International Federation of Clinical Neurophysiology (IFCN) - EEG research workgroup: Recommendations on frequency and topographic analysis of resting state EEG rhythms. Part 1: Applications in clinical research studies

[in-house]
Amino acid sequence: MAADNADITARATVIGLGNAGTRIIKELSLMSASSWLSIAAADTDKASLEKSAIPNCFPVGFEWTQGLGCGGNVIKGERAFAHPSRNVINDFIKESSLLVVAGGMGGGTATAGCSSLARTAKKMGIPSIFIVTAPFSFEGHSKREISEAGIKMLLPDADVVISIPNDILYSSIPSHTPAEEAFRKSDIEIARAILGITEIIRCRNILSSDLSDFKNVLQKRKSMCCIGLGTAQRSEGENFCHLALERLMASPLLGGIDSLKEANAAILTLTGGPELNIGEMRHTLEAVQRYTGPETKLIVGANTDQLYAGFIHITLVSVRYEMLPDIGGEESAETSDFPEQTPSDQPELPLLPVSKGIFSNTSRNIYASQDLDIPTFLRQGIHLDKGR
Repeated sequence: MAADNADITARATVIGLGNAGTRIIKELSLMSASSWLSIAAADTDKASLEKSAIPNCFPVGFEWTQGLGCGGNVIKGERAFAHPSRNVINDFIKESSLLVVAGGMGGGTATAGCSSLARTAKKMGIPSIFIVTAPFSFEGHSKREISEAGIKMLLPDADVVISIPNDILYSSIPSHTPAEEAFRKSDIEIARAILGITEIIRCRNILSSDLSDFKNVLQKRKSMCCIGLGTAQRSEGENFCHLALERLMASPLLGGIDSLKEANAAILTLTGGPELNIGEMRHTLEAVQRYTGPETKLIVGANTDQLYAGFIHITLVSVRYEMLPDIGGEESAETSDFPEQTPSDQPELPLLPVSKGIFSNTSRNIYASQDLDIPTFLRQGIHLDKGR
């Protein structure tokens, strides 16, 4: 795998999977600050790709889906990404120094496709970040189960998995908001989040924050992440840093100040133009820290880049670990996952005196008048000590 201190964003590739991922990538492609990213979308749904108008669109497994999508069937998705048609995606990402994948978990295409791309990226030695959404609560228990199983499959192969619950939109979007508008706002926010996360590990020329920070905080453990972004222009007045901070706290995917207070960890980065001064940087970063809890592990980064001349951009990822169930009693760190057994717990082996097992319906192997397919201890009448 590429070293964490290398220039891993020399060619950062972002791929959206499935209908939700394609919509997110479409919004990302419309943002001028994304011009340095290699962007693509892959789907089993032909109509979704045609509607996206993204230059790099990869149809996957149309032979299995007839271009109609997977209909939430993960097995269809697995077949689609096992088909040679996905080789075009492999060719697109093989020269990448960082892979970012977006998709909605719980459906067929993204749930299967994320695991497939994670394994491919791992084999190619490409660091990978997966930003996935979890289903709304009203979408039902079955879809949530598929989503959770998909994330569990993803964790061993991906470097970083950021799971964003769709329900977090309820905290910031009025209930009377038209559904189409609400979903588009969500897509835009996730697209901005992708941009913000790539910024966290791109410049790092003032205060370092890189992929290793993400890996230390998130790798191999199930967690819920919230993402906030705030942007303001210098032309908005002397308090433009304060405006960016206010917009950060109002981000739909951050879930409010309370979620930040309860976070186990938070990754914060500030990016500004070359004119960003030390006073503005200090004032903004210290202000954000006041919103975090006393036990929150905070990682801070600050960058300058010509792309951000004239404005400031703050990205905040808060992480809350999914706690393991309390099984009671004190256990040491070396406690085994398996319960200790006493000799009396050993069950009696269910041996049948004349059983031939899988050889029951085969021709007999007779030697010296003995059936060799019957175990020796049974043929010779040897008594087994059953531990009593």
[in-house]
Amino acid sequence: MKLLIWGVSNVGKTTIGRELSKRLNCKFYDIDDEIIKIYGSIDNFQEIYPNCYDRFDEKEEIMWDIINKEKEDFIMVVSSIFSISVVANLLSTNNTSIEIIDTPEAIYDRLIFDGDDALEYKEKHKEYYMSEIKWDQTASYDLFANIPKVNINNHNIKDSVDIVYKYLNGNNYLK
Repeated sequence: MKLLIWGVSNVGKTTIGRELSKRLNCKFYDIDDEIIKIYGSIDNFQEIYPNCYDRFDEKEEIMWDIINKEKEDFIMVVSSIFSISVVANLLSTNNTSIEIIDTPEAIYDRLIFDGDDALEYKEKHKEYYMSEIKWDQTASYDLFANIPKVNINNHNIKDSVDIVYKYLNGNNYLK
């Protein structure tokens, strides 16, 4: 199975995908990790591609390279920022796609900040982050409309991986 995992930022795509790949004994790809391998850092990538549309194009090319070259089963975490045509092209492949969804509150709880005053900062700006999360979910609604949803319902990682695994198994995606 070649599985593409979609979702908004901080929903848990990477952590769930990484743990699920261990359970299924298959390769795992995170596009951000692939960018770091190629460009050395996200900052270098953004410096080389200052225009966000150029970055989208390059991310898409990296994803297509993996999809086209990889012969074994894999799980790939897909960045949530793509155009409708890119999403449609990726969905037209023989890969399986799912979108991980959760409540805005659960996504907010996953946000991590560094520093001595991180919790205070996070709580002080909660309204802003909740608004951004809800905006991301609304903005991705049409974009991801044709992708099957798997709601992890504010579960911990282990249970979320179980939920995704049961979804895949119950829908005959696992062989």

2019 International Federation of Clinical Neurophysiology In 1999, the International Federation of Clinical Neurophysiology (IFCN) published "IFCN Guidelines for topographic and frequency analysis of EEGs and EPs" (Nuwer et al., 1999). Here a Workgroup of IFCN experts presents unanimous recommendations on the following procedures relevant for the topographic and frequency analysis of resting state EEGs (rsEEGs) in clinical research defined as neurophysiological experimental studies carried out in neurological and psychiatric patients: (1) recording of rsEEGs (environmental conditions and instructions to participants; montage of the EEG electrodes; recording settings); (2) digital storage of rsEEG and control data; (3) computerized visualization of rsEEGs and control data (identification of artifacts and neuropathological rsEEG waveforms); (4) extraction of "synchronization" features based on frequency analysis (band-pass filtering and computation of rsEEG amplitude/power density spectrum); (5) extraction of "connectivity" features based on frequency analysis (linear and nonlinear measures); (6) extraction of "topographic" features (topographic mapping; cortical source mapping; estimation of scalp current density and dura surface potential; cortical connectivity mapping), and (7) statistical analysis and neurophysiological interpretation of those rsEEG features. As core outcomes, the IFCN Workgroup endorsed the use of the most promising "synchronization" and "connectivity" features for clinical research, carefully considering the limitations discussed in this paper. The Workgroup also encourages more experimental (i.e. simulation studies) and clinical research within international initiatives (i.e., shared software platforms and databases) facing the open controversies about electrode montages and linear vs. nonlinear and electrode vs. source levels of those analyses.